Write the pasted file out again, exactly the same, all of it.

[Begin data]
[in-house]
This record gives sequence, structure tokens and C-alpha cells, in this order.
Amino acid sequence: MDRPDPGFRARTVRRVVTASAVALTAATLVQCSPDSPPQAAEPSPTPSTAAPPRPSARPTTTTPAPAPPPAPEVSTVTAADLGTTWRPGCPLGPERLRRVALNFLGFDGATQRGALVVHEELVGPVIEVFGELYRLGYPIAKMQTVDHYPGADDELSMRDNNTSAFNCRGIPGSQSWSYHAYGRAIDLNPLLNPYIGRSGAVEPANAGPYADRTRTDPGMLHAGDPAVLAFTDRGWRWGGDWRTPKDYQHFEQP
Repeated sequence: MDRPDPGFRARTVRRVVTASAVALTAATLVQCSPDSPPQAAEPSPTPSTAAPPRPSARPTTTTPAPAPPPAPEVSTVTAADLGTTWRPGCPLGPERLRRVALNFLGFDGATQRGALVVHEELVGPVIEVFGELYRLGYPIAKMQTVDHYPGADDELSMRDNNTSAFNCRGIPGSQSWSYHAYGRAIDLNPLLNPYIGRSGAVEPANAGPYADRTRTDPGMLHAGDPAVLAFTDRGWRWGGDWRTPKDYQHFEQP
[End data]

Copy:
[in-house]
This record gives sequence, structure tokens and C-alpha cells, in this order.
Amino acid sequence: MDRPDPGFRARTVRRVVTASAVALTAATLVQCSPDSPPQAAEPSPTPSTAAPPRPSARPTTTTPAPAPPPAPEVSTVTAADLGTTWRPGCPLGPERLRRVALNFLGFDGATQRGALVVHEELVGPVIEVFGELYRLGYPIAKMQTVDHYPGADDELSMRDNNTSAFNCRGIPGSQSWSYHAYGRAIDLNPLLNPYIGRSGAVEPANAGPYADRTRTDPGMLHAGDPAVLAFTDRGWRWGGDWRTPKDYQHFEQP
Repeated sequence: MDRPDPGFRARTVRRVVTASAVALTAATLVQCSPDSPPQAAEPSPTPSTAAPPRPSARPTTTTPAPAPPPAPEVSTVTAADLGTTWRPGCPLGPERLRRVALNFLGFDGATQRGALVVHEELVGPVIEVFGELYRLGYPIAKMQTVDHYPGADDELSMRDNNTSAFNCRGIPGSQSWSYHAYGRAIDLNPLLNPYIGRSGAVEPANAGPYADRTRTDPGMLHAGDPAVLAFTDRGWRWGGDWRTPKDYQHFEQP